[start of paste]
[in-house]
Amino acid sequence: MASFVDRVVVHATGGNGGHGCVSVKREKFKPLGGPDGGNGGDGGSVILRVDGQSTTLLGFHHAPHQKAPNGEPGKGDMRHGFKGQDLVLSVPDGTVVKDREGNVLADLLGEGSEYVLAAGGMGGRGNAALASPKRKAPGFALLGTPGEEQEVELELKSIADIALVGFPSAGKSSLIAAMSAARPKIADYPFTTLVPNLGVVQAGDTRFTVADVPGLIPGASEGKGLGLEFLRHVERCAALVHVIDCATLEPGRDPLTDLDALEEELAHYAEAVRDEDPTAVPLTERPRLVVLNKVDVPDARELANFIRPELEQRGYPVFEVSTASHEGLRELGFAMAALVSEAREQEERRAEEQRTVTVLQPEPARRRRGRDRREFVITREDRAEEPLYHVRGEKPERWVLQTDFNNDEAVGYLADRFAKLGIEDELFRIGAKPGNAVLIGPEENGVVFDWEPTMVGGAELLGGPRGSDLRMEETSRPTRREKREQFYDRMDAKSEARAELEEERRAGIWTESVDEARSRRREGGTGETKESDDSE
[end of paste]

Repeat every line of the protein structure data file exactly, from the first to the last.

[in-house]
Amino acid sequence: MASFVDRVVVHATGGNGGHGCVSVKREKFKPLGGPDGGNGGDGGSVILRVDGQSTTLLGFHHAPHQKAPNGEPGKGDMRHGFKGQDLVLSVPDGTVVKDREGNVLADLLGEGSEYVLAAGGMGGRGNAALASPKRKAPGFALLGTPGEEQEVELELKSIADIALVGFPSAGKSSLIAAMSAARPKIADYPFTTLVPNLGVVQAGDTRFTVADVPGLIPGASEGKGLGLEFLRHVERCAALVHVIDCATLEPGRDPLTDLDALEEELAHYAEAVRDEDPTAVPLTERPRLVVLNKVDVPDARELANFIRPELEQRGYPVFEVSTASHEGLRELGFAMAALVSEAREQEERRAEEQRTVTVLQPEPARRRRGRDRREFVITREDRAEEPLYHVRGEKPERWVLQTDFNNDEAVGYLADRFAKLGIEDELFRIGAKPGNAVLIGPEENGVVFDWEPTMVGGAELLGGPRGSDLRMEETSRPTRREKREQFYDRMDAKSEARAELEEERRAGIWTESVDEARSRRREGGTGETKESDDSE